Looking at the current numbers, both experts noted that we’ve been through worse. Raymundo recalled the 1997 Asian financial crisis, when prices and vacancies skyrocketed, and effects lingered for years. Soriano admitted worrying about a “doomsday” looking at numbers from March to April. However, conditions did not allow the stalemate to equal the Asian crash and the economic plunge leading up to the People Power Revolution.

Recovery drivers

Logistics may lead the recovery in 2021, Raymundo said. The boom in e-commerce and delivery services during the COVID-19 lockdowns could help ensure growth.

Residential spaces go second, Raymundo forecasted, basing on activity in the affordable market and the “sweet spot” middle-income segment. At 25,000 units, takeup for the three quarters of 2020 overwhelmed the 16,000 units launched, an indication of good demand. Following in his listing are office and retail spaces. The hotel sector could become a laggard.

Both panelists encouraged developers to launch products and test the market.

“From many that I had the opportunity to engage with, especially in Asia, yes the worst is behind us,” assured Soriano. “Revenues are still far from pre-COVID-19 levels, but the signs are pointing north.”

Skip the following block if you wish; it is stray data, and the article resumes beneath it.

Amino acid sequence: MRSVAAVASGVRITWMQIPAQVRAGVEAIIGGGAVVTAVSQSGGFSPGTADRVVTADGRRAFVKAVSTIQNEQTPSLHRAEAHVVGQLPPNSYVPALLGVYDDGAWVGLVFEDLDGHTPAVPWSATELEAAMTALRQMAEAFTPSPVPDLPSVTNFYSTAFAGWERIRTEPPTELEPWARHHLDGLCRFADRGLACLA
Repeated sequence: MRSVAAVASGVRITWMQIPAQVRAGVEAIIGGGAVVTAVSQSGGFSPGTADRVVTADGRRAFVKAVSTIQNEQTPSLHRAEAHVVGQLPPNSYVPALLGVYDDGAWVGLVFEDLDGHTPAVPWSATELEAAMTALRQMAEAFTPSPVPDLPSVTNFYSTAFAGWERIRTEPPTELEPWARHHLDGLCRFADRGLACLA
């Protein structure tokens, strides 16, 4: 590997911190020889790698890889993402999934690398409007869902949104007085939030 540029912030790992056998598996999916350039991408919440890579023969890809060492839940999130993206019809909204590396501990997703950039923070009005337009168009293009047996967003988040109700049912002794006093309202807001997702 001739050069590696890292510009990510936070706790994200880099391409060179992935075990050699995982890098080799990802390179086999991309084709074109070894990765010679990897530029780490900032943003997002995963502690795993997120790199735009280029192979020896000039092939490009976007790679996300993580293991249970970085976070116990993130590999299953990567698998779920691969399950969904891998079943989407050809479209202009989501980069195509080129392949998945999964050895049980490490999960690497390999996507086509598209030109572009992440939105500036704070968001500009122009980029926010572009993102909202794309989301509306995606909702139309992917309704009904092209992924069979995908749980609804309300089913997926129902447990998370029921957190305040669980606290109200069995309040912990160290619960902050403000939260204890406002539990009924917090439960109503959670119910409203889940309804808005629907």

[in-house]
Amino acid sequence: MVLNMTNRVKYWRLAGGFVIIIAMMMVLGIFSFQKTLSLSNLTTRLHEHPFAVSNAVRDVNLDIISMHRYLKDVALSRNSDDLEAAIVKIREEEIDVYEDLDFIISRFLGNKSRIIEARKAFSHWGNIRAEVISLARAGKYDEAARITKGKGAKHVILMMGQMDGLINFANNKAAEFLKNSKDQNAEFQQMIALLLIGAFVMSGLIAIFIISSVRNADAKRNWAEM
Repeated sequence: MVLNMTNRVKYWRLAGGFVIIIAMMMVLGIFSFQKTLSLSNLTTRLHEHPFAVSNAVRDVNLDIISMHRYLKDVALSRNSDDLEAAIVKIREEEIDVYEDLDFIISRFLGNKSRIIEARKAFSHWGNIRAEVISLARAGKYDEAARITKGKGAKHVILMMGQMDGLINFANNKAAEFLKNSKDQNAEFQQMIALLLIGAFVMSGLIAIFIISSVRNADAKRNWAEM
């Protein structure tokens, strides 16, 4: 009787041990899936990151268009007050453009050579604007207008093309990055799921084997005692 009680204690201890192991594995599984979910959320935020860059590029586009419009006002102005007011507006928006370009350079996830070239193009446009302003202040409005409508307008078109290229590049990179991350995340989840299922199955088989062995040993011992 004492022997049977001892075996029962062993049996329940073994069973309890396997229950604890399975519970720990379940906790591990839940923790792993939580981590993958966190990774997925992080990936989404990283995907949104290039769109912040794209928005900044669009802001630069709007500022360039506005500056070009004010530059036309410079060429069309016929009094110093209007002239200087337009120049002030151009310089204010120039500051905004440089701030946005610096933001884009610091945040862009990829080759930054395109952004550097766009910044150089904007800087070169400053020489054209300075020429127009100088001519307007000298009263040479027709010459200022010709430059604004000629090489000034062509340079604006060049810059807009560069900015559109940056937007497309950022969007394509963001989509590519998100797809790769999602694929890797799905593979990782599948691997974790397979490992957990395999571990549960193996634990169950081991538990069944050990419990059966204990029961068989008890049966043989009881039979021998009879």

“You don’t need a huge launch right now,” said Raymundo. “What you need is to get your product to the right people, through the right channel. The ones who started pivoting through Facebook, Instagram, who were very nifty on how they dealt with their brokers, they did very well.”

Embracing innovations

Calling real estate “one of the most low-tech industries,” Raymundo called on developers to embrace innovations such as logistics, cloud-based touchpoints, payment methods and cybersecurity.

“You need a system that helps you up to the handover; documentation needs to be faster,” Raymundo said. He also saw flexible payment terms as a must. These improvements foster loyalty and repeat buys, factors that have contributed to resilient sales even amid recessions.

The World Bank estimates that the Philippines will enjoy a GDP growth of between 2.9 and 5.3 percent in 2021. In the recovery that will ensue as the vaccine comes along, Soriano asked the sector to prepare for a “pent-up demand” among consumers who had been cooped up for months. Businesses could respond right now by familiarizing with the market, improving on efficiency and ensuring quality service.

Developers, Soriano and Raymundo also noted, cannot at any point forget brand equity, the assurance that they are delivering trusted, high-quality products.

“For every pandemic, for every crisis, there are opportunities,” said Raymundo. “And the companies that are able to spot these opportunities and capitalize on these quicker are the ones that come out stronger and bigger eventually.”